|This is the talk page for discussing improvements to the Retail article.|
|WikiProject Retailing||(Rated C-class, Top-importance)|
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The psychoogical pricing section should mention the origin of the practice. It began as a method of ensuring that hired workers rang up every sale: if an item is (e.g.) $10, the customer hands over a $10 note and the shop assistant can simply pocket it. If, instead, it is $9.99, the customer still hands over $10 but the shop assistant has to open the cash register to make change, and thus is forced to ring up the sale. Tannin
- Done. - Patrick 09:39 31 May 2003 (UTC)
Phrasing of last sentence 
I had fixed up a somewhat sloppy sentence, but it was reverted. Thought I'd discuss it here. This is the sentence as it was, with the previous sentence included for context:
- Price discrimination can lead to a bargaining situation often called haggling. At stake is how the total surplus is divided into consumer and producer surplus, with for both parties the "threat" that there is no surplus at all because the sale is off.
Since what I changed it to before was unliked I changed it to somethign different, without removing any of the information. My goal was to remove the phrases 'at stake is...' and 'with for both parties the "threat"...'
- Price discrimination can lead to a bargaining situation often called haggling—an argument about how the total surplus will be divided into consumer and producer surplus. Neither party has a big advantage, because the threat of no sale exists, whence the surplus vanishes for both.
I think it is an odd formulation, they are not discussing consumer and producer surplus, although that is at stake (by the way, a term I newly introduced here, to improve on my and your formulation).--Patrick 09:20, 5 Aug 2004 (UTC)
Counter Service Shops 
Counter service is not rare at all. In big cities and in Western countries counter service is less common, but throughout the world it is very common indeed.
I have added a link to www.aboutretail.net. I hope this is OK - it is not spam as this site has no advertising nor any endorsements.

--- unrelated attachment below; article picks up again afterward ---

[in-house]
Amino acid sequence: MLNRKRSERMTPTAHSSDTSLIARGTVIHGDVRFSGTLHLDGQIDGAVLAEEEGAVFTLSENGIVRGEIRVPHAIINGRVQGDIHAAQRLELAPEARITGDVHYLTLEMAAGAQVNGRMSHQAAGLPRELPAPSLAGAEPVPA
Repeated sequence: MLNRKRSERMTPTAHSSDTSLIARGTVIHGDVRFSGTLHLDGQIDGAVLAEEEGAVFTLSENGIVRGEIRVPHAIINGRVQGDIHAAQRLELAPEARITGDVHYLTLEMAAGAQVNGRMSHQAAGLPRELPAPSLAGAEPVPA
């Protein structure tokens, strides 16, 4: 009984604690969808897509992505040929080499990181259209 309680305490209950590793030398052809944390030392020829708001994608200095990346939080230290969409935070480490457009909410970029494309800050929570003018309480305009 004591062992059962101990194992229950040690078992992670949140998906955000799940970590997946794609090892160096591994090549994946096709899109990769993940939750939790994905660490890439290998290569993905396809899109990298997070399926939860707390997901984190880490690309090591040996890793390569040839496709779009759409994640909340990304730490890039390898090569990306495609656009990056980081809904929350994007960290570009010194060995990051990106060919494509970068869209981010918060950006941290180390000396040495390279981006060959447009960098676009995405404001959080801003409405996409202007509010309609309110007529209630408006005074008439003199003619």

126.96.36.199 13:58, 18 January 2006 (UTC)Donna Byley
I'm trying to clean up a few things in this article. I wrote my PhD on retailing, and hope to make some of the distinctions here more in line with the scholarly literature. I apologize if I stepped on anybody's toes in my editing, I'm a Wikipedia novice. --Nicolo Machiavelli 11:52, 23 October 2006 (UTC)
Retail is a huge sector with low margin. However, the technology or the retail software is usually not (relatively). This is a very informative page growing to be conclusive, hopefully. However, to me, the article, conspicuously lacks the technology aspect of it. Retail software sector is huge and has great growth opportunity, especially in the developing countries. It would be great if someone can add a section for software (my personal interest) and technology, or atleast some links to it ~ Miles (23 April 2008, 3:37 PM CST) —Preceding unsigned comment added by 188.8.131.52 (talk) 20:38, 23 April 2008 (UTC)
I found this following statement in the first paragraph of this article -
"Online retailing, also known as e-commerce is the latest form of non-shop retailing"
Bad definition? 
"Retailing consists of the sale of goods -- -- for direct consumption by the purchaser. "
How does this take into consideration the case in which one person purchases the goods and an other person consumes them. For example, if I (purchaser) buy a box of chocolate for my wife to consume. Or when a father pays for his son's snowboard.
As long as the product is not resold on a professional basis, the definition of "direct use" holds, in my mind.
- "... direct consumption by the purchaser" is too restrictive. Surely the criterion for retail sale/purchase is that there is no intention on the part of the buyer to resell the item purchased. --TraceyR (talk) 11:46, 25 August 2011 (UTC)